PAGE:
Getting a product similar to light crude usually involves one of two
The first uses a model borrowed from open-pit mining, in which the
sands are dug out of the ground with heavy equipment, then mixed with
steam, hot water and caustic soda to create a slurry.
The slurry then enters a separation tank where bitumen, the valuable
product in this process, rises to the top and is skimmed off. The
bitumen is then heated again to remove impurities, resulting in a
synthetic light, sweet crude that's easy to refine.
The other method uses a well to inject steam into a seam of oil sand
deep below the earth's surface. The resulting slurry then drains down
into a second well drilled below the first, where it's pumped to the
This eliminates the need to strip-mine the area, but creating the
needed steam uses vast amounts of energy.
And energy is the first limitation people bring up at the mention of
the oil sands.
Tertzakian said it takes the equivalent of 0.7 barrels of oil to
create one barrel of oil sands product.
[Tertzakian, the energy economist gives a EROEI of 1.42, I guess but
does that include everything??]
What's more, most of the energy needed to make the stuff currently
comes from natural gas, an energy-rich, clean fossil fuel.
"It's like using caviar to make fake crab meat," said Marlo Raynolds,
executive director of the Pembina Institute, a Canadian environmental
Experts say most of the natural gas Canada currently exports to the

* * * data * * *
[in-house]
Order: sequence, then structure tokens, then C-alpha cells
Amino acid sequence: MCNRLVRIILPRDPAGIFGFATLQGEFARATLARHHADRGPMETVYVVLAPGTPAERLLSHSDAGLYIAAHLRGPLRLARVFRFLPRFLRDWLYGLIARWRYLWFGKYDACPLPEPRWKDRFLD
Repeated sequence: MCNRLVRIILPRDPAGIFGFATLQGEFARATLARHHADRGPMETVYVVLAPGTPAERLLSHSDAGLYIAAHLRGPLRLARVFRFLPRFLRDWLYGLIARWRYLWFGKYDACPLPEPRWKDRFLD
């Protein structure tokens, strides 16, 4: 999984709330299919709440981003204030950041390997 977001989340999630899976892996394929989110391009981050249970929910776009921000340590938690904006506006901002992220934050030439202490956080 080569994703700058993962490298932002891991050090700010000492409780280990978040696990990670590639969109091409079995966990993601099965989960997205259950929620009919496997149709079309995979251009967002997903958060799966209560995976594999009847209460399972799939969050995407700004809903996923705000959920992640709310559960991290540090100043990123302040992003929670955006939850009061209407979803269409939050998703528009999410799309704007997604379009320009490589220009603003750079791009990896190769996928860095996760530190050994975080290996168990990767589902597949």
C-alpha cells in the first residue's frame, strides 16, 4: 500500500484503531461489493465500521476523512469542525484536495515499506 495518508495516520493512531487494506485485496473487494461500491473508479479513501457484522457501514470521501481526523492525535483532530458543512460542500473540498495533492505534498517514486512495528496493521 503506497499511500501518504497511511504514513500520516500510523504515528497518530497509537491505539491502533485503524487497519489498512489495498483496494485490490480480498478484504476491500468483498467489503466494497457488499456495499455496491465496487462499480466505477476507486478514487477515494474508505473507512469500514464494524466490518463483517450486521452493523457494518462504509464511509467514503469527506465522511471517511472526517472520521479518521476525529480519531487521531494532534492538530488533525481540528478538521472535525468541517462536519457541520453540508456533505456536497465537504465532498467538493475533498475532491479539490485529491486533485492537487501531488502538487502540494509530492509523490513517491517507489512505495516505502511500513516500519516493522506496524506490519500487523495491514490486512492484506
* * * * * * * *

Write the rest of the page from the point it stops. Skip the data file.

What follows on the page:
United States will be eaten up by the oil sands projects. To fuel
further expansion, they say, Canada will have to import natural gas
from Alaska. Some have even suggested going nuclear, although that
idea has gained little traction so far.
Another constraint is water. Both extracting methods use huge
amounts, up to two barrels for every barrel of oil produced.
Even with production running at one million barrels a year, concerns
are already being raised over the drawdown from the major rivers that
flow through the region.
"At some point it's going to reach a tipping point when people say
enough is enough," said Raynolds.
And then there's the labor question.
If you're looking to make truckloads of money doing mindless work,
head to Fort McMurray, the biggest town close to the oil sands.
A quick read of the classifieds at the town's newspaper turns up jobs
selling concessions at the movie theatre paying the equivalent of
U.S. $10 an hour. Janitor positions start at $17.
For more skilled workers, a welder can bring in $80,000 a year, more
than double the average in the U.S. And that's without overtime.
"We now have signing bonuses for people who work in coffee shops,"
said Tertzakian. "We just don't have the labor pool to match $90
billion in investment."
So how much can they pull from the ground in Alberta?
The Canadian government and many of the companies up there put the
number somewhere around 4 million barrels per day by 2015, still a
significant amount roughly equal to America's total crude production.
"The production levels aren't unrealistic at all, it's just a
question of time," said Sheraz Mian, a senior oil and natural gas
analyst at Zacks Investment Research.
But others are less sanguine.
The U.S. Energy Information Administration, not generally known for
issuing bearish reports, puts the number at 2.3 million barrels per
day by 2015.
Tertzakian estimates maybe 2.5 to 3 million barrels per day and
cautions against too much optimism.
"Nobody should feel comfortable that Canada's oil sands are going to
single-handedly satisfy the world's energy needs," he said.